At 5 km above sea level Ampelopsis grossedentata boosts sports performance
Tea made from the Chinese climbing plant Ampelopsis grossedentata is already known in the West and used against hangovers, and goes by the name of Rattan Tea or Vine Tea. And it may just be that extracts of Ampelopsis grossedentata are about to make their entry into the sports world. According to an animal study done at the Third Military Medical University in the Chinese Chongqing, the most important active ingredient in Ampelopsis grossedentata boosts endurance capacity in an oxygen-deprived environment.
Tea made from Ampelopsis grossedentata [on right, below] contains the flavonoid dihydromyricetin [structural formula on right, above]. Because the chemical structure of dihydromyricetin closely resembles that of epicatechin in green tea, and because epicatechin has a performance enhancing effect, the researchers decided to study the effect of dihydromyricetin in rats.
The Chinese are also looking for substances to help people function better in the mountains, at high altitude. These could be of use to mountaineers, winter sports enthusiasts, tourists and mine workers.
The researchers gave their mice 50, 75 or 100 mg dihydromyricetin [DHM] per kg bodyweight orally every day for a week. Click here for how to calculate the human equivalent for these doses. One control group was given 500 mg Rhodiola rosea [ROS-500] daily, and a second control group was given no active ingredient at all [CON].
After the supplementation the researchers put the lab animals for a day in an environment that imitated the conditions at 5 km altitude, where the air pressure was 408 mmHg and the air contained 10.9 percent oxygen.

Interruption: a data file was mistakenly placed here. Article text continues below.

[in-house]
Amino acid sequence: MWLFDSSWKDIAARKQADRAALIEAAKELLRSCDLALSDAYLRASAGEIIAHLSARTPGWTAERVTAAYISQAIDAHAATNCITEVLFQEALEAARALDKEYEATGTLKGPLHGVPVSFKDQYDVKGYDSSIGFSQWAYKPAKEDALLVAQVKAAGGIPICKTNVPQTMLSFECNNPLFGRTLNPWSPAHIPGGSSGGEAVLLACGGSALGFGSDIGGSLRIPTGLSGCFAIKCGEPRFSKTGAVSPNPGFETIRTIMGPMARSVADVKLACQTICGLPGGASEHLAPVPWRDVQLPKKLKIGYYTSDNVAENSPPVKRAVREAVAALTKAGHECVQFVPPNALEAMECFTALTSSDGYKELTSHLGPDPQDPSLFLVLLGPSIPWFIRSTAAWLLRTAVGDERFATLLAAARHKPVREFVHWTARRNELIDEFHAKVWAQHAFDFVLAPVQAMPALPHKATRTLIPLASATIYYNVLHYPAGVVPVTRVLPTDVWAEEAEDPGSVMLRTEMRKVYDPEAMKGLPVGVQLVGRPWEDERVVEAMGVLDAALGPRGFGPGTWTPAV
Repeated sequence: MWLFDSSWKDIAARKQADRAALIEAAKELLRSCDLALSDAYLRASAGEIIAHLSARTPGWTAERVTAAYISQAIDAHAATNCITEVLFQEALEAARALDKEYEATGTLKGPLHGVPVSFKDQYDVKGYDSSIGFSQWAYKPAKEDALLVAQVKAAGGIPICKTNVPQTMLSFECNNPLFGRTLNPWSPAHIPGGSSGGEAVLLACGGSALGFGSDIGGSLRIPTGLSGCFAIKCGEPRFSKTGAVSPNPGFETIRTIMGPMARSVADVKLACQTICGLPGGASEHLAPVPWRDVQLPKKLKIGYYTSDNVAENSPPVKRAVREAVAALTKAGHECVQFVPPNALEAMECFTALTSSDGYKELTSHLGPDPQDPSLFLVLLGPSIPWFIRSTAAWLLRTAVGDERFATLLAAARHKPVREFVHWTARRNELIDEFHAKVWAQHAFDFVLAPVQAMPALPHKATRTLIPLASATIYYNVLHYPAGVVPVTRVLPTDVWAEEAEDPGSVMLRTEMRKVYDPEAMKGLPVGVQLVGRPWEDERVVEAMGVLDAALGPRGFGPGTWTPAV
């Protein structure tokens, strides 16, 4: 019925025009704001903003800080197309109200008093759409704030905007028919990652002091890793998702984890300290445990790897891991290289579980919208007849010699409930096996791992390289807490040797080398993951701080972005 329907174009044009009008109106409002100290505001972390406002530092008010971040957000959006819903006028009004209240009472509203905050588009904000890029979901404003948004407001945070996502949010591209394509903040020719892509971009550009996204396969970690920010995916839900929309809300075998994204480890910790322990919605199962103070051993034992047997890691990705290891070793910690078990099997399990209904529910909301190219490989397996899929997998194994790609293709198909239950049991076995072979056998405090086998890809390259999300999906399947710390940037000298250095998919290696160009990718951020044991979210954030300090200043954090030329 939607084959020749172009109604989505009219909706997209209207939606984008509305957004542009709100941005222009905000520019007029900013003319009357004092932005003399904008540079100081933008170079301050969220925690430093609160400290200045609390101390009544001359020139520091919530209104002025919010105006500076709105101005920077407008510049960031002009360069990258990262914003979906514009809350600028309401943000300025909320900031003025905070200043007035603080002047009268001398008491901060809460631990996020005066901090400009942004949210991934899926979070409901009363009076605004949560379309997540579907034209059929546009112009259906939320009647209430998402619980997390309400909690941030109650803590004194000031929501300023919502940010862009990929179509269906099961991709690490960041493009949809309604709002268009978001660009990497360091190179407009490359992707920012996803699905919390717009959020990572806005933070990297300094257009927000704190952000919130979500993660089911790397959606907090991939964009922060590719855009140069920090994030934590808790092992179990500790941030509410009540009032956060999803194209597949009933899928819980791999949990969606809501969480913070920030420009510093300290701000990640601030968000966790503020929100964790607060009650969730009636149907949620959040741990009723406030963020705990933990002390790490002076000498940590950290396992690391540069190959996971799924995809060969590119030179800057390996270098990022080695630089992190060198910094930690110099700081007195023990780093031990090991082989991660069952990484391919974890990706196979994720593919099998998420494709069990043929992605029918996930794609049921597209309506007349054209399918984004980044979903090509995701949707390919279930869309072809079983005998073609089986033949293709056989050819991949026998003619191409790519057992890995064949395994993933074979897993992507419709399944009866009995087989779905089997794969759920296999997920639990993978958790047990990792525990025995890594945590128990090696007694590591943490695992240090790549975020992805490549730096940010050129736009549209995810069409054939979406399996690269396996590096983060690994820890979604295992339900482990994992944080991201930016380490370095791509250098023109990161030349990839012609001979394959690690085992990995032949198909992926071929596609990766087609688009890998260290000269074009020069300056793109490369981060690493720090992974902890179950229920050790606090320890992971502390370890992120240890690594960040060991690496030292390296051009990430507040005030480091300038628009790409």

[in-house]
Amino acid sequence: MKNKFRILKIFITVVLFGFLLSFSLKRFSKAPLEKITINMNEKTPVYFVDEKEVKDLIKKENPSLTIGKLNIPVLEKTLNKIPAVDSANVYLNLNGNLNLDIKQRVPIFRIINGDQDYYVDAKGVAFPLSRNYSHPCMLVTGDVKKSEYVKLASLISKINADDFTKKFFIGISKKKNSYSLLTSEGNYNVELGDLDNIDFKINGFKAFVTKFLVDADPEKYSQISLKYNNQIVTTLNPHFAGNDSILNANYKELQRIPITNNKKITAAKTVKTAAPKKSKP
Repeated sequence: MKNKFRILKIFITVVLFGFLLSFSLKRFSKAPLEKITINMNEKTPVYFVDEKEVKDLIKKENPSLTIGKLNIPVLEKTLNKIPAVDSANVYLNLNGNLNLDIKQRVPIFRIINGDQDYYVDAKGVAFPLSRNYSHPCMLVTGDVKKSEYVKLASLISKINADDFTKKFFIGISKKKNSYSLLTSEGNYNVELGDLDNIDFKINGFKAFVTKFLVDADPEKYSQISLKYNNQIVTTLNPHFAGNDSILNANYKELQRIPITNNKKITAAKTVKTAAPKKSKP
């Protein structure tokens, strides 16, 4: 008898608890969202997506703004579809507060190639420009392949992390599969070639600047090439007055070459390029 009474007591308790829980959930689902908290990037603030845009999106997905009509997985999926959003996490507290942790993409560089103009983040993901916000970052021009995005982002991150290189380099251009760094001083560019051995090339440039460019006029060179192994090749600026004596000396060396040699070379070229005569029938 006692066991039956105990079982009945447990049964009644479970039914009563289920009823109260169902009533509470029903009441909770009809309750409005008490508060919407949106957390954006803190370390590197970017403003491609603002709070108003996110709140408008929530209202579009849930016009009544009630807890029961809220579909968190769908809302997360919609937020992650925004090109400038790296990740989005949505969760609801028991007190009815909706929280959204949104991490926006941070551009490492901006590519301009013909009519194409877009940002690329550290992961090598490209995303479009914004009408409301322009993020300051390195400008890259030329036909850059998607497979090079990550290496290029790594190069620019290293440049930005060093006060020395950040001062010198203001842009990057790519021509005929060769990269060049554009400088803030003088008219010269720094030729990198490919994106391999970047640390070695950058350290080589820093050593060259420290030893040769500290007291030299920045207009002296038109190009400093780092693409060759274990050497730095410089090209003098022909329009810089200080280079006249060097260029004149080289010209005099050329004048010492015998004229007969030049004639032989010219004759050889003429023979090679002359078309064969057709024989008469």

After 24 hours the researchers made the rats run to the point of exhaustion. NOR = rats that ran under normal atmospheric conditions and had not been given any active ingredients.
More endurance capacity
The conditions at 5000 metres caused a decline in performance, the Chinese discovered, but giving the rats dihydromyricetin reduced the decline. The low air pressure and oxygen-deprived environment damaged the mitochondria and reduced the amount of mitochondrial DNA in the rats' muscle cells. Supplementation with dihydromyricetin partially blocked that process.
How dihydromyricetin helped the animals to perform better will sound familiar to you if you're a regular follower of this weblog. The flavonoid boosted the concentration in the muscle cells of peroxisome proliferator-activated receptor-gamma coactivator 1-alpha [PGC 1-alpha], sirtuin-1 [SIRT1], AMP-activated protein kinase [AMPK] and phosphorylated AMP-activated protein kinase [p-AMPK].
"Our study suggests that dihydromyricetin improves physical performance under simulated high altitude by maintaining mitochondrial biogenesis and dynamics in skeletal muscle cells", the researchers conclude. "Dihydromyricetin is a novel and safe compound that prevents exercise intolerance and potentially other altitude-related illnesses attributed to hypobaric hypoxia."
Med Sci Sports Exerc. 2014 Mar 14. [Epub ahead of print].
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